Survey tool for rapid assessment of socio-economic vulnerability of fishing communities in Vietnam to climate change

John Erick Avelino*, Richard Nathan Crichton, Ven Paolo Valenzuela, Merenchi Galappaththige Nipuni Odara, Michael Adrian Triguero Padilla, Nguyen Kiet, Dang Hoang Anh, Pham Cam Van, Ho Dac Bao, Nguyen Hoang Phuong Thao, Mai Thi Yen Linh, Pham Thi Phuoc Hoai, Nguyen Danh Thao, Motoharu Onuki, Miguel Esteban

*Corresponding author for this work

Research output: Contribution to journalArticlepeer-review

10 Citations (Scopus)


Climate change will likely affect the effectiveness of future management of coastal ecosystems, impacting communities that reside within the coastal area. In order to formulate appropriate adaptation counter-measures it is important to understand the actual vulnerability of the communities that depend on these ecosystems. The present research proposes a tool for assessing the vulnerability of coastal communities to climate change by combining survey results with secondary and observed data available from national and local governments. The study focused on fisheries, given that they constitute the source of livelihood for many communities in developing countries such as Vietnam. The results showed that two coastal wards in Binh Thuan province, Vietnam, are highly vulnerable to the impacts of climate change, mainly because of their dependence on fisheries and the topography of the area. The seasonality of their source of livelihood affects the adaptive capacity of residents, making it less likely that they will be able to successfully adapt to changes in fishery resources that could be brought about by climate change. The results also showed that the communities are particularly vulnerable to sea level rise, given that they are both located in the immediate vicinity of the sea and are particularly low in elevation.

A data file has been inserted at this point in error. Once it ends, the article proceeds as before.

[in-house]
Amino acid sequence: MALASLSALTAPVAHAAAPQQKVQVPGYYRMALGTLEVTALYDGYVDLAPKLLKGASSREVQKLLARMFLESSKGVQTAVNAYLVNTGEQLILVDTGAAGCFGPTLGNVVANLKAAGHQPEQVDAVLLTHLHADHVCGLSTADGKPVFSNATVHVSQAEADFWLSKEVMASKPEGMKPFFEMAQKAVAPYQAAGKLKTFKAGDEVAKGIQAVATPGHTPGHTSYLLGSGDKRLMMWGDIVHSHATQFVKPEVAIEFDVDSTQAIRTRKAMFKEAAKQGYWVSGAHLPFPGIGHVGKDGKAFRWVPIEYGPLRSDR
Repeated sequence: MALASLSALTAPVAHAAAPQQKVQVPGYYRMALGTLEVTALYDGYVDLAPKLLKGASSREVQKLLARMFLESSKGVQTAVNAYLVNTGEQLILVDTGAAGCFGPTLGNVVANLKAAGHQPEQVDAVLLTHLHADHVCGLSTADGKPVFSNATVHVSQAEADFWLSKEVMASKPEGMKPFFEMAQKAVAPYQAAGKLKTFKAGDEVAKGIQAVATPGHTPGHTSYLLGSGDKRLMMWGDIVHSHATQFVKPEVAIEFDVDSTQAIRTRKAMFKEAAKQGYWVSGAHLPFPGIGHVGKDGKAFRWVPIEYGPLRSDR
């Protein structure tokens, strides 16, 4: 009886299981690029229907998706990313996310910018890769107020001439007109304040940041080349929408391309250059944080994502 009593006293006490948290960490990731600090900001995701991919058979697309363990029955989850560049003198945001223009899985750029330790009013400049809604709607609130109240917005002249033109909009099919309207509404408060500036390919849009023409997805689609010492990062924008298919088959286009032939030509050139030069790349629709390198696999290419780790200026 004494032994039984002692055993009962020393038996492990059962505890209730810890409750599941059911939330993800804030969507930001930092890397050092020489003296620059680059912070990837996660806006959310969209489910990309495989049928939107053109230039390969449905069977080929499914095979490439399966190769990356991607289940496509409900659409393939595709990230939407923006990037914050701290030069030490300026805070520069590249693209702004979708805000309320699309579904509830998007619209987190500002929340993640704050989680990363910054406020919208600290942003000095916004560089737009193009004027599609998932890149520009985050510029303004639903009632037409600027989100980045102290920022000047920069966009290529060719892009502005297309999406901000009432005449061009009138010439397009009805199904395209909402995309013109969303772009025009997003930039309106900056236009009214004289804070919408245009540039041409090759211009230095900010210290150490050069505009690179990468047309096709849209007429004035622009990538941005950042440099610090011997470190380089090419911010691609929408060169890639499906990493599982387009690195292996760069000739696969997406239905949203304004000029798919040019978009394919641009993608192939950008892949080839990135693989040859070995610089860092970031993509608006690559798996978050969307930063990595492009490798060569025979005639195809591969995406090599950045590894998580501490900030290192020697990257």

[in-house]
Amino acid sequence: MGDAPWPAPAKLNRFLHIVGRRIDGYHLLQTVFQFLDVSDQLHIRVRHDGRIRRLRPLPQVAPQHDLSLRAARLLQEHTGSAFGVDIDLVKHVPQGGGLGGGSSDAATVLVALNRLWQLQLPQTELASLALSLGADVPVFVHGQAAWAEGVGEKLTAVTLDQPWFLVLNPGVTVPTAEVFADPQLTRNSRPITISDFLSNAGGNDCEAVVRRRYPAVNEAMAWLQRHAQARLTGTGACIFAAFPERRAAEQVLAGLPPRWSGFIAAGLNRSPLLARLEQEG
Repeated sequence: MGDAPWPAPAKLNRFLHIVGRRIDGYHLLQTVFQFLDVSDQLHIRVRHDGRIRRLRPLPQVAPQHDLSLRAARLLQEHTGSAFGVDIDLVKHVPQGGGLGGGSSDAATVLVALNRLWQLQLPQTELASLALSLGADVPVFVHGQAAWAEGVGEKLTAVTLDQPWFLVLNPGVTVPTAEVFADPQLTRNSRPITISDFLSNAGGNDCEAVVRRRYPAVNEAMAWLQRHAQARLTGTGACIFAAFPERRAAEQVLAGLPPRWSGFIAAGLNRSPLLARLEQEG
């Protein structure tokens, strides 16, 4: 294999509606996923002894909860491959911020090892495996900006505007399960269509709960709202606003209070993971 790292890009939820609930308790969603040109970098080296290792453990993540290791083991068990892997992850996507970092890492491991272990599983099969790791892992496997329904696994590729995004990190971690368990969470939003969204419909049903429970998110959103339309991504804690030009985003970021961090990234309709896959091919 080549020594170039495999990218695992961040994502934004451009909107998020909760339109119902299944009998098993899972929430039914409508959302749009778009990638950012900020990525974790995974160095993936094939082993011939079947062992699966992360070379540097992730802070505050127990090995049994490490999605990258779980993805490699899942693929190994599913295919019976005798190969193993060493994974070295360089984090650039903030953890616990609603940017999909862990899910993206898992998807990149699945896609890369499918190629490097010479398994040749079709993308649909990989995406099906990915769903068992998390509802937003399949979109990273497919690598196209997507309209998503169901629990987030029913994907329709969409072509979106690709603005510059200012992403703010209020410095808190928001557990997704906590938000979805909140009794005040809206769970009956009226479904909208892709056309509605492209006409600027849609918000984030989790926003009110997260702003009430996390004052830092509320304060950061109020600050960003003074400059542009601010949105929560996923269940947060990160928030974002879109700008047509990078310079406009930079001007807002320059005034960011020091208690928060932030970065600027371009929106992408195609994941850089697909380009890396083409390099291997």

Original languageEnglish
Article number452
JournalGeosciences (Switzerland)
Issue number12
Publication statusPublished - 2018 Dec


  • Climate change adaptation
  • Coastal adaptation
  • Fisheries
  • Sea level rise
  • Vulnerability assessment tool

ASJC Scopus subject areas

  • Earth and Planetary Sciences(all)


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